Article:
Black Widow #3 (Comics Review)

After the double-shipping last month, this month we get to a regular monthly schedule for Nathan Edmondson and Phil Noto’s excellent Black Widow. The first two issues were quite stellar, both of them one-shots designed to introduce the character and set her up before launching into something approximating a long arc, like a 5-6 issue story. The art didn’t grip me as much in the first issue, given how different Noto’s art style is, but the second issue was quite an improvement still, and now with the third issue, I’m in love with his work.

The new issue is a two-headed beast. It tells a mostly standalone story, but there is also a subplot  that supposedly leads in to a slightly bigger story in the next issue. And as with the previous two issues, we continue to get a look into how Natasha thinks, what her personal mission is, and what her morals are. With an espionage twist, the book really makes her come across as a hero, and I’m all for that because she is one of the in-the-grey characters who are also heroes.

Black Widow 03Third issue in now, and this series still stands on its own two feet. It is not dependent on any other books to give it a voice, to support it in anyway. Which is extremely refreshing, given the current tendency in comics from the Big 2 for various titles to be so involved with each other, in intricate storylines that span dozens of characters, whether good or bad. And given the high-profile character featured in this series, something like that would have been expected. But I’m glad that Edmondson and Noto are staying away from any such notions.

In the previous two issues, Edmondson provided a nice twist to both stories, such that you were taken in by surprise after reading them, since they took a very different direction to what you had come to expect. Edmondson repeats that approach here. But there is something lacking. I enjoyed the story, but it didn’t impress me as much as the previous two stories have. The exploration of Natasha’s moral compass and the establishment of it is as exciting as ever, but this time it felt weak because in some way it was perhaps a repetition of what Edmondson has done.

But at the same time, he goes the extra mile and he does a very personal story for Natasha this time, involving one of her neighbours. Sure, it is a bit of a cliche, but I think that, as ever, the execution is what ultimately sells it all. I like seeing this deeper side of Natasha since the movies haven’t done all that great a job of it, and since rumours are that this series will spring off to a movie for the character at some point, this is all well and good. Establish the character, and then use what’s come in the current comics to develop her further for her own solo movie.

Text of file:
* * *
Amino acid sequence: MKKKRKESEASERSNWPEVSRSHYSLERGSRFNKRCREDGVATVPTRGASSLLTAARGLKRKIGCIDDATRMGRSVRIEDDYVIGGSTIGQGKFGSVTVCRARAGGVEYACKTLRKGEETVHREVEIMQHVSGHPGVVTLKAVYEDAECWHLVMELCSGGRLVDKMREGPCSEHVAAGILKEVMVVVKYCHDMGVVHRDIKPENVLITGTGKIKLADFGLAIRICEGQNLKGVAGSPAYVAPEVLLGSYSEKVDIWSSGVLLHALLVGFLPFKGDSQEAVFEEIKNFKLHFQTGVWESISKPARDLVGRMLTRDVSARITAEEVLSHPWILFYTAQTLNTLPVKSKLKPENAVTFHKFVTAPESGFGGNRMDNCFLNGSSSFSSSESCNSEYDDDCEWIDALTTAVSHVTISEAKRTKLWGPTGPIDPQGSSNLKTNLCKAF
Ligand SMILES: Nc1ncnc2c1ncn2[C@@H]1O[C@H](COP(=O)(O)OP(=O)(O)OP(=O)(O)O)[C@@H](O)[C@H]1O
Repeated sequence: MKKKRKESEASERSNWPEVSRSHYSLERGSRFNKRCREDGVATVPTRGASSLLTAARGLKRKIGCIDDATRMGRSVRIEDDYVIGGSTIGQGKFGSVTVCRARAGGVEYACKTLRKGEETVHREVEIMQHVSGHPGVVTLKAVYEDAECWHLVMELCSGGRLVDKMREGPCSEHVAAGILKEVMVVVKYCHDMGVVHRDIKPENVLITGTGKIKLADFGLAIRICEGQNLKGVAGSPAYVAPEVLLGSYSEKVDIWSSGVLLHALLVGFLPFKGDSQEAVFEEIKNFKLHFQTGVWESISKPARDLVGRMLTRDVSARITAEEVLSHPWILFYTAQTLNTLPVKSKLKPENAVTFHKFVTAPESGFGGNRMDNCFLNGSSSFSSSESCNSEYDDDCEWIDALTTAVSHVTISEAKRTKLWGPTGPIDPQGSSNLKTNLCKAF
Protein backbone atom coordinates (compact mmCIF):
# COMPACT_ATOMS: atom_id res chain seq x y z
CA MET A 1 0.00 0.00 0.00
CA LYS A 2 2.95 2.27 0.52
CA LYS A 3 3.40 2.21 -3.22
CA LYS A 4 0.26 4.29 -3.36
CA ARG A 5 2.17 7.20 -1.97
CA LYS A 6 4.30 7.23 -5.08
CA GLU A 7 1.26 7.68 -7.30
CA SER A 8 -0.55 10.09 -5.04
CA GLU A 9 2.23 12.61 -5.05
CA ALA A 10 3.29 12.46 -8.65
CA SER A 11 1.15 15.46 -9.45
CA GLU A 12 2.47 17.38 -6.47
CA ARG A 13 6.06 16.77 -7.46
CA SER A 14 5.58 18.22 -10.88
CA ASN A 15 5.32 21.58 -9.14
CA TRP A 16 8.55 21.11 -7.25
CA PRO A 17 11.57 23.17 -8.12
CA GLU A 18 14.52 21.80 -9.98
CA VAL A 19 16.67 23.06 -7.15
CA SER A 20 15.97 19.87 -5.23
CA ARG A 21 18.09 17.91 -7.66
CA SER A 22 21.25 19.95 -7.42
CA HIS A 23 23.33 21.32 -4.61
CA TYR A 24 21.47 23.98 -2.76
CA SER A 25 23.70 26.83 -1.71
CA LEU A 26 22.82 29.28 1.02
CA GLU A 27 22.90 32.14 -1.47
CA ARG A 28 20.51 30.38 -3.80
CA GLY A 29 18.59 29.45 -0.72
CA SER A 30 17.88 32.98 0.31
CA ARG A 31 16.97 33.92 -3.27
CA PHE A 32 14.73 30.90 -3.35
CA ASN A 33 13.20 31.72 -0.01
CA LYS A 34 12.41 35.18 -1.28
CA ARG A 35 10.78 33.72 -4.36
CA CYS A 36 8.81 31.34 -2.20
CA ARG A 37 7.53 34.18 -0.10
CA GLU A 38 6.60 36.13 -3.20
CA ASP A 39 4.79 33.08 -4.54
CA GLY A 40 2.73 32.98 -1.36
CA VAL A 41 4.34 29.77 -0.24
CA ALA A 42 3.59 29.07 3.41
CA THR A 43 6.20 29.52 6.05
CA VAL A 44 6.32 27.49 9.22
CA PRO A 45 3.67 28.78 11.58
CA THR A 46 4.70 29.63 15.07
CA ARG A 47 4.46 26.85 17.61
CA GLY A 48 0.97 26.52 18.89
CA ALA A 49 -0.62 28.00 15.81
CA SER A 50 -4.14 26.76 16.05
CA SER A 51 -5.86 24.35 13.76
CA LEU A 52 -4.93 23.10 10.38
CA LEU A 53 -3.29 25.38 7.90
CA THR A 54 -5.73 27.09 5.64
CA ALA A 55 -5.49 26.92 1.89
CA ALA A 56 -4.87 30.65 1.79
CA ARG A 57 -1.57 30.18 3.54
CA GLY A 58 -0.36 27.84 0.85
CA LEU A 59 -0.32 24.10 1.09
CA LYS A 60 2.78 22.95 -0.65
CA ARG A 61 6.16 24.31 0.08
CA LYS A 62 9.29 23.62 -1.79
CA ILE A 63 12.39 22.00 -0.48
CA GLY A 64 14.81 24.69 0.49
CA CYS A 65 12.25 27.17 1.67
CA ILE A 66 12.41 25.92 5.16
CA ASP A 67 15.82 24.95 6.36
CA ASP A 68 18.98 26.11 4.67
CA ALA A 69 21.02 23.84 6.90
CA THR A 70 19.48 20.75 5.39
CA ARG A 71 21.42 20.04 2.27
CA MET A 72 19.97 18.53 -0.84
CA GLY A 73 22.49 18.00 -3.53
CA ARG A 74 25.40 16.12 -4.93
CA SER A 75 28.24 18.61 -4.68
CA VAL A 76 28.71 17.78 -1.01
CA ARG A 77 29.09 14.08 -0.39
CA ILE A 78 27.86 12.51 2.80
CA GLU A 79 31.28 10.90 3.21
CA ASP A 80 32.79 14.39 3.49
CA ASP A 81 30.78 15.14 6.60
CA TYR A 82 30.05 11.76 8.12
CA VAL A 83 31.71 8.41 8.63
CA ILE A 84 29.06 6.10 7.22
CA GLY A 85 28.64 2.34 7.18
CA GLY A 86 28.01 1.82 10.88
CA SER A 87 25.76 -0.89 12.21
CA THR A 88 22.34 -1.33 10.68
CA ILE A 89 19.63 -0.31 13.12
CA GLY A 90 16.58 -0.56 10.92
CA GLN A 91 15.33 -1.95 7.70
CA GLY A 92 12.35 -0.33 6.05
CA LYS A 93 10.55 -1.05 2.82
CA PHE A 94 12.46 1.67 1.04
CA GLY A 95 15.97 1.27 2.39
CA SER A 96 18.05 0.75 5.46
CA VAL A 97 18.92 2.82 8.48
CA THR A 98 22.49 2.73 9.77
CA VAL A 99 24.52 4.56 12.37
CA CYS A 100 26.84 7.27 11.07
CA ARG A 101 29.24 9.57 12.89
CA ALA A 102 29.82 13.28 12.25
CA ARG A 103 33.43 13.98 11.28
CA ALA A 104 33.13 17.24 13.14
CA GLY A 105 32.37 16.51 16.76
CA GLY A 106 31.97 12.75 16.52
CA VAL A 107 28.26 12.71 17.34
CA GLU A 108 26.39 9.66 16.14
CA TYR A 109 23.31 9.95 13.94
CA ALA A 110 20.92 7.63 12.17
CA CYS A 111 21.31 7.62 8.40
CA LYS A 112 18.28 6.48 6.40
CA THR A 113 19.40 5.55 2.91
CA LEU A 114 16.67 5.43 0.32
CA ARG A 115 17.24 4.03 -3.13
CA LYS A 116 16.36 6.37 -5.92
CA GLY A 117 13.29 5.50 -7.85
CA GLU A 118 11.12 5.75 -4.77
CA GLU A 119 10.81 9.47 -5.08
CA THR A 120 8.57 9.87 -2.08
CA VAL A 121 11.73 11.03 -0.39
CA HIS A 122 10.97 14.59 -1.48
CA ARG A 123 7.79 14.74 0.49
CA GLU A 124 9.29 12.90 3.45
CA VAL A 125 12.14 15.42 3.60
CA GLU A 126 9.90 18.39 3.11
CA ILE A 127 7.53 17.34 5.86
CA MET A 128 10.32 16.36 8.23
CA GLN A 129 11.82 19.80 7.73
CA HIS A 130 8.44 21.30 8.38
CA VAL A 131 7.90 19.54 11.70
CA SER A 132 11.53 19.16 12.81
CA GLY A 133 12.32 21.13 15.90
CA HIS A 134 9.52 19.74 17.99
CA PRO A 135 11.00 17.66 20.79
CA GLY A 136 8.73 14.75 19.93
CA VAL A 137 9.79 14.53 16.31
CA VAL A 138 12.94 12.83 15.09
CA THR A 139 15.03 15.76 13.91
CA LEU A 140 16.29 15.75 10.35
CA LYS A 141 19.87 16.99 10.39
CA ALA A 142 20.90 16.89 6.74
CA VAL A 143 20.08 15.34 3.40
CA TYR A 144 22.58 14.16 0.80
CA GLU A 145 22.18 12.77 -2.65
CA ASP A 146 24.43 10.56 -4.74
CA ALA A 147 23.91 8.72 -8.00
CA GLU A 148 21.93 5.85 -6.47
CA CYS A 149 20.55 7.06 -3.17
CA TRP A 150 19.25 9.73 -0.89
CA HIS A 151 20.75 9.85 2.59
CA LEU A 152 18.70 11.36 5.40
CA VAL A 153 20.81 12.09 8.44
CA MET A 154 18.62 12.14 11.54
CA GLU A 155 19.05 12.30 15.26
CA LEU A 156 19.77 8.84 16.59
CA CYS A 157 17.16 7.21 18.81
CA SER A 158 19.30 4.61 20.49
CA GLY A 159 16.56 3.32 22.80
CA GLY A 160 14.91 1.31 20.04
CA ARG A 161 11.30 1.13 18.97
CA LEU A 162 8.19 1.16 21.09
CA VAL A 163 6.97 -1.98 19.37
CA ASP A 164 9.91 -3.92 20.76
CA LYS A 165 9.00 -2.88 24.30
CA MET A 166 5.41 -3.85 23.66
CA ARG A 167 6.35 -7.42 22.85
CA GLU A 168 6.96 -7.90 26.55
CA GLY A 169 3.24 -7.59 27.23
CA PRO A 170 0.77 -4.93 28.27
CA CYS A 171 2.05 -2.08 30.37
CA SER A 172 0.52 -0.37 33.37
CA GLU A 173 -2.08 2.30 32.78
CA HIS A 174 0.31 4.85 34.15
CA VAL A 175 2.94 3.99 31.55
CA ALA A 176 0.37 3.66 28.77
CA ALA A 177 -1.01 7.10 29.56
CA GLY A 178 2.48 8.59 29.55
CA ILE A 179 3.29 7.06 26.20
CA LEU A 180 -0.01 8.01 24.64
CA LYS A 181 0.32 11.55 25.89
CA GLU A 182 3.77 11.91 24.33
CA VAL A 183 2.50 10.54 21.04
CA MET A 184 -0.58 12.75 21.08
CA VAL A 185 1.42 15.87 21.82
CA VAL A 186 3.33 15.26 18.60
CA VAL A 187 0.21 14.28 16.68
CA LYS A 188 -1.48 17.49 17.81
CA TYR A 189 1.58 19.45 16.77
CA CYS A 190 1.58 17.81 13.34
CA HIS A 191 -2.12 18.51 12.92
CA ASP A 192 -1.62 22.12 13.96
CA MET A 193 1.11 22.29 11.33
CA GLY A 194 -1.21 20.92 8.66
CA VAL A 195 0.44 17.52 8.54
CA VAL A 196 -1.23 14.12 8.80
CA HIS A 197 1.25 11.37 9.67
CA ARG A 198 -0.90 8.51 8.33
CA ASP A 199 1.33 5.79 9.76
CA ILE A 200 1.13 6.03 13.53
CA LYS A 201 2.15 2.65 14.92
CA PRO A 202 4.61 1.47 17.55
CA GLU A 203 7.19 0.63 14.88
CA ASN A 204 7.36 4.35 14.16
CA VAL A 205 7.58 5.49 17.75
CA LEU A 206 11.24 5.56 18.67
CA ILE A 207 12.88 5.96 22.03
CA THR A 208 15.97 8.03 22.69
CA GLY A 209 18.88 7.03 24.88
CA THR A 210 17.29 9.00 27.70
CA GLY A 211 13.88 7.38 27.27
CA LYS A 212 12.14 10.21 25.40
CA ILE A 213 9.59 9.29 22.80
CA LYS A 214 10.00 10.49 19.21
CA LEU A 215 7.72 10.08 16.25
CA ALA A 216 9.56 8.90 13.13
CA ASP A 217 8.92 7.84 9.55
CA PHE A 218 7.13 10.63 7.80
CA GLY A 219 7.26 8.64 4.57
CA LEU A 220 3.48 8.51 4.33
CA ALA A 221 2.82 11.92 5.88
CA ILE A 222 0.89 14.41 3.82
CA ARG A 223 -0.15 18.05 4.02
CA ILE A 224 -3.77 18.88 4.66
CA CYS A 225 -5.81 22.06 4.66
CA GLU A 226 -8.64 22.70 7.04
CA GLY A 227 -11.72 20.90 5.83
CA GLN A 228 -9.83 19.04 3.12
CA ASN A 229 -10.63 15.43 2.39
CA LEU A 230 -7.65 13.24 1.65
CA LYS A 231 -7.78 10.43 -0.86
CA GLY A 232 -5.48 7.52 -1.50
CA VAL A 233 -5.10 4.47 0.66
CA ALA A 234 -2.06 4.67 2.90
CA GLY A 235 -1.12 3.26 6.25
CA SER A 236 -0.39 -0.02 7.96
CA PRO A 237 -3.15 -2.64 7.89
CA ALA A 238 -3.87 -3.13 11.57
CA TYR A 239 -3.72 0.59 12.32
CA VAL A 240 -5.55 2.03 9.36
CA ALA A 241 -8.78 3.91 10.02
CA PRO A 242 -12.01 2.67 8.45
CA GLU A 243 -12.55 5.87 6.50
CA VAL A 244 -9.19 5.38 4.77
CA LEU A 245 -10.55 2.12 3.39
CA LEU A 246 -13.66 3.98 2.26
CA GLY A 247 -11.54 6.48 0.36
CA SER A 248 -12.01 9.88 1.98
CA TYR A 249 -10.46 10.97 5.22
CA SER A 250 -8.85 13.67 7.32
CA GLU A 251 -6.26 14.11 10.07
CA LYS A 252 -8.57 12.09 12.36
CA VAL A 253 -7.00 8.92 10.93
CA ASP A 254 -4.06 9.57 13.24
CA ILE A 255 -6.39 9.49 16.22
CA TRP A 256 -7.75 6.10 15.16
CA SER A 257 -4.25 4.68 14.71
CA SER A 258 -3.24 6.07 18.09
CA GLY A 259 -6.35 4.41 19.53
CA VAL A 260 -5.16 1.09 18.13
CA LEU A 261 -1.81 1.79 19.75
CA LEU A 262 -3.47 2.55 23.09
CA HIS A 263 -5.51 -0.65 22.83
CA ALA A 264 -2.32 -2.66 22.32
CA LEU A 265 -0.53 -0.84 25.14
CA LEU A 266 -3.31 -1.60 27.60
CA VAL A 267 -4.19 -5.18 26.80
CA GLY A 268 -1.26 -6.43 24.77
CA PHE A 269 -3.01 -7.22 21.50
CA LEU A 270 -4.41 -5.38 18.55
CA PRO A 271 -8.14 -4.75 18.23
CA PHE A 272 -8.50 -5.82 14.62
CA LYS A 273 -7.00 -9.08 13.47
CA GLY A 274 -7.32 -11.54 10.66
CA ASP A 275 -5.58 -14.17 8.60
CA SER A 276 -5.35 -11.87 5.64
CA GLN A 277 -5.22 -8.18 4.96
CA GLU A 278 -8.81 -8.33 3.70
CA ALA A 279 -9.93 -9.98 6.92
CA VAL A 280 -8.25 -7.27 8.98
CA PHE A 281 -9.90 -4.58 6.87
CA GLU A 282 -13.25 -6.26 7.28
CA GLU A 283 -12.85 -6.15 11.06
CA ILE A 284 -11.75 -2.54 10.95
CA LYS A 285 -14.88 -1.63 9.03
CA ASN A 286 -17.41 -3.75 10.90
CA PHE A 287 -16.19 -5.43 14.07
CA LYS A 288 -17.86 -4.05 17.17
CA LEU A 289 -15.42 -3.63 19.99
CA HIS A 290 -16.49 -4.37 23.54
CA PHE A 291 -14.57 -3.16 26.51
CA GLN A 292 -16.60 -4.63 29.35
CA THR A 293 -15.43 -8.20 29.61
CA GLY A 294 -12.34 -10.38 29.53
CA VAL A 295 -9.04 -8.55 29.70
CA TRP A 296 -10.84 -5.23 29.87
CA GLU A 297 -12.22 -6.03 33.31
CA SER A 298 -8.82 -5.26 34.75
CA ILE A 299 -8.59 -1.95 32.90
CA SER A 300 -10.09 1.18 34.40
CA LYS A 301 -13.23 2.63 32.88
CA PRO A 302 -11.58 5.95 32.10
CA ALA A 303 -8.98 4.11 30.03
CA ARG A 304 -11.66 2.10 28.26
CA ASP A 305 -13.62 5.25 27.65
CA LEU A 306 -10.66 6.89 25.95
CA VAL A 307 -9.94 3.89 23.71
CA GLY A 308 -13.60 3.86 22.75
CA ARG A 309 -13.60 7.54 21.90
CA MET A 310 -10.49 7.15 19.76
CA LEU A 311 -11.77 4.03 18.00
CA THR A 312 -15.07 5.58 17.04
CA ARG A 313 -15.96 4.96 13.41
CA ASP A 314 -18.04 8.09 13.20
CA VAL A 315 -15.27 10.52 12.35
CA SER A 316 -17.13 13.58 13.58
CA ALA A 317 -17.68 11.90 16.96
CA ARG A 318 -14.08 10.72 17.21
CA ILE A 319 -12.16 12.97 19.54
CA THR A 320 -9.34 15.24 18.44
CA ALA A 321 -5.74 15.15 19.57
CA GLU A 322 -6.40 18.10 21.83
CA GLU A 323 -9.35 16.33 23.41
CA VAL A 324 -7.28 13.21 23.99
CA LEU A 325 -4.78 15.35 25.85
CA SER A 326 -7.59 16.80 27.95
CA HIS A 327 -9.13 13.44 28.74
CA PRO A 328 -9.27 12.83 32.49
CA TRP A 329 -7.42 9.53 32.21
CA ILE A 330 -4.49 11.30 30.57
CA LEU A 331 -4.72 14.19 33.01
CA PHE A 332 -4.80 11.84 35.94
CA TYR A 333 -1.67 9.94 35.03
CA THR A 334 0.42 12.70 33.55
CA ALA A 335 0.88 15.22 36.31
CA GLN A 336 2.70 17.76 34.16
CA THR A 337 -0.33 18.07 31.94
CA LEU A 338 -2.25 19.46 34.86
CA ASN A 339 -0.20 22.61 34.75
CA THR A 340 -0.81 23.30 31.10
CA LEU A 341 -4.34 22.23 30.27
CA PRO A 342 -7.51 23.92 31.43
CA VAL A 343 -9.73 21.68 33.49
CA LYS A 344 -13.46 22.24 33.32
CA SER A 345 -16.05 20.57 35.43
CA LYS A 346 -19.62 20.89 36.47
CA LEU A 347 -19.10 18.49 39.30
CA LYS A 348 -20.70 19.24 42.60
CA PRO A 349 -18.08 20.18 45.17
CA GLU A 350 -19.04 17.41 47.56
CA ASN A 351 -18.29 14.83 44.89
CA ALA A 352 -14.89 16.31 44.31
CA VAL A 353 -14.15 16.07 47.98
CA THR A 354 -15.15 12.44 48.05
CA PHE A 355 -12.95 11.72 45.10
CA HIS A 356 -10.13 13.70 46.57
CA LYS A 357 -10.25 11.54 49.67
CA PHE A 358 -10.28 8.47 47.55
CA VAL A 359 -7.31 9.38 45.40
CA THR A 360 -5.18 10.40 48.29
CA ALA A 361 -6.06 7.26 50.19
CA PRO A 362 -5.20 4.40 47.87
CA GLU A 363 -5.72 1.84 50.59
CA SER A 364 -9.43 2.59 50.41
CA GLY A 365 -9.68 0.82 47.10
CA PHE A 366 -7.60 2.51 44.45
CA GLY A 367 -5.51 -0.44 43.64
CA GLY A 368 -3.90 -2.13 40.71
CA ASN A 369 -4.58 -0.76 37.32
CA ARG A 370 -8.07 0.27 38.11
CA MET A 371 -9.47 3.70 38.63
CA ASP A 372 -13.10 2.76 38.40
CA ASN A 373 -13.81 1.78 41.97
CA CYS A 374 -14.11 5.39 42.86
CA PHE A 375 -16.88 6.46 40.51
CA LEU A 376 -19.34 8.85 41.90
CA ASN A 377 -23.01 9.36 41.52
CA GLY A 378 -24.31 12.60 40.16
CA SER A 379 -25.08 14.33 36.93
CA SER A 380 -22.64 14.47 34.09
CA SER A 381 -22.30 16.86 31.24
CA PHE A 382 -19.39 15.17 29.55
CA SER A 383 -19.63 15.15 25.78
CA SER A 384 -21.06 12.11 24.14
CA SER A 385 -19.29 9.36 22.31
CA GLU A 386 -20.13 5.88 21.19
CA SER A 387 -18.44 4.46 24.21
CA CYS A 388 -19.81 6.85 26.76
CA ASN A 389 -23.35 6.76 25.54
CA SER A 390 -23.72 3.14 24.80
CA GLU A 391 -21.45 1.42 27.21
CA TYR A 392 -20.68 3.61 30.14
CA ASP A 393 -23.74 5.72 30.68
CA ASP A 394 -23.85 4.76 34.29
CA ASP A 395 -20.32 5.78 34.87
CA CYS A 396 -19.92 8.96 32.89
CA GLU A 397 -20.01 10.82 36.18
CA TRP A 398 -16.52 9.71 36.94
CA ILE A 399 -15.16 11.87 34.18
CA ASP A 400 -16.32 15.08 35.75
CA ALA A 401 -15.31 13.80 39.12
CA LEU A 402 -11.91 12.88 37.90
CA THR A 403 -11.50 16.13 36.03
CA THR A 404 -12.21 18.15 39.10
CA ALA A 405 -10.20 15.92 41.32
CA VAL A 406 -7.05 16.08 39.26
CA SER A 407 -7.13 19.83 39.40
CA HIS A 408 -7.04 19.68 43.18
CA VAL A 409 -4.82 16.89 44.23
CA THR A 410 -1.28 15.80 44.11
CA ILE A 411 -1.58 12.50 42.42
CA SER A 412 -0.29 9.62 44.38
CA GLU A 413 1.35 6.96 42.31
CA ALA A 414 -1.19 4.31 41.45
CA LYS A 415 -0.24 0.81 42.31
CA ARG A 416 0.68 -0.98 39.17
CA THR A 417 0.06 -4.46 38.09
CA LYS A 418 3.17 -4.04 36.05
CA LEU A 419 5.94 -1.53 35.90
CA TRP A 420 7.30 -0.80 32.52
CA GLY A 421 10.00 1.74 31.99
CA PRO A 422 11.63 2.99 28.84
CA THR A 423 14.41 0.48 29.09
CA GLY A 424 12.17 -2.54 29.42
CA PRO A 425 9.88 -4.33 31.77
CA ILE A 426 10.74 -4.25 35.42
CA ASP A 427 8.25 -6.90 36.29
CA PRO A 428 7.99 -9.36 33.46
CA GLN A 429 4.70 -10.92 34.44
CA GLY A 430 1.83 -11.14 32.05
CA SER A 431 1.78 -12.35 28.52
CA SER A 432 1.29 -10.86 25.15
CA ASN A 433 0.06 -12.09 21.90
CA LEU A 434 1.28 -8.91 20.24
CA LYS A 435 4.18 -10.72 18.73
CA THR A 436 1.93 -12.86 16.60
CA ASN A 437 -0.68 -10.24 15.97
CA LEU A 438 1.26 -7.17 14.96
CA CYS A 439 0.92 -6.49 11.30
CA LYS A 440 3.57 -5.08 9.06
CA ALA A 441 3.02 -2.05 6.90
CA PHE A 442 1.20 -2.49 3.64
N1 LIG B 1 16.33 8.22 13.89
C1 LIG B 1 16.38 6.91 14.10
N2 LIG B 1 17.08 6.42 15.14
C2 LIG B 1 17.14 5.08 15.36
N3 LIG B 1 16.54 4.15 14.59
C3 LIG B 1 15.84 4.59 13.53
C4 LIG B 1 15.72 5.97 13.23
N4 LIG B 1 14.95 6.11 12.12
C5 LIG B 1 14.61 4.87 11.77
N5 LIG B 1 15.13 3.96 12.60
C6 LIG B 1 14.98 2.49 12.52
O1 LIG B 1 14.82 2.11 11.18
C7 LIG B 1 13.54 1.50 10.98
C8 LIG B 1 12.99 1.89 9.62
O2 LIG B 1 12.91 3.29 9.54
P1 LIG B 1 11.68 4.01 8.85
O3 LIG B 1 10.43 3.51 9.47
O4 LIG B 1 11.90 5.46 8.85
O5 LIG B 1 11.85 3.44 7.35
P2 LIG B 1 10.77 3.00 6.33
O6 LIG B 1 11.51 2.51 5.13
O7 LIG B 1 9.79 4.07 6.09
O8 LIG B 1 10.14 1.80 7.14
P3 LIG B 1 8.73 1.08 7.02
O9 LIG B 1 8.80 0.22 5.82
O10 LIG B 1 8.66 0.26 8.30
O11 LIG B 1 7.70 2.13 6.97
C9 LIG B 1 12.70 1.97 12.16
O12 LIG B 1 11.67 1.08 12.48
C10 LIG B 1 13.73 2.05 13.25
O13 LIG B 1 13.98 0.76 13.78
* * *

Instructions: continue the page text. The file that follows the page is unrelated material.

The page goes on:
A good approach I think, especially one that rewards the cross-media fans. I know that I would love something like that, to see the movies and comics tie in with each other in a subtle way, so that even though there are no required readings, the overall experience is still good.

Phil Noto doesn’t get as much room to do any creative stuff with this issue as he did in the previous two, whether we talk about the action moments of the drama. Everything is very straightforward. Its not a bad thing per se, but it does stand out in comparison to what he has already done on the series. The clean artwork reflects the story since Natasha operates on very simple principles in the course of her work, and the colours here speak to her somewhat dour attitude this time around, so that’s a good thing in a way.

What I really liked here was that Edmondson finally brought in SHIELD, and with a mission for Natasha no less. This book has had an espionage feel to it from the get go, and its nice to see that Edmondson is taking that one step further and actually connecting the character to the larger Marvel-verse. And, Maria Hill! I love Maria Hill

Rating: 8.5/10

More Black Widow: #1, #2.

Posted on February 6, 2014, in Comics Reviews, Review Central and tagged , , , , , , , , , , , , , , , , , , . Bookmark the permalink. 9 Comments.

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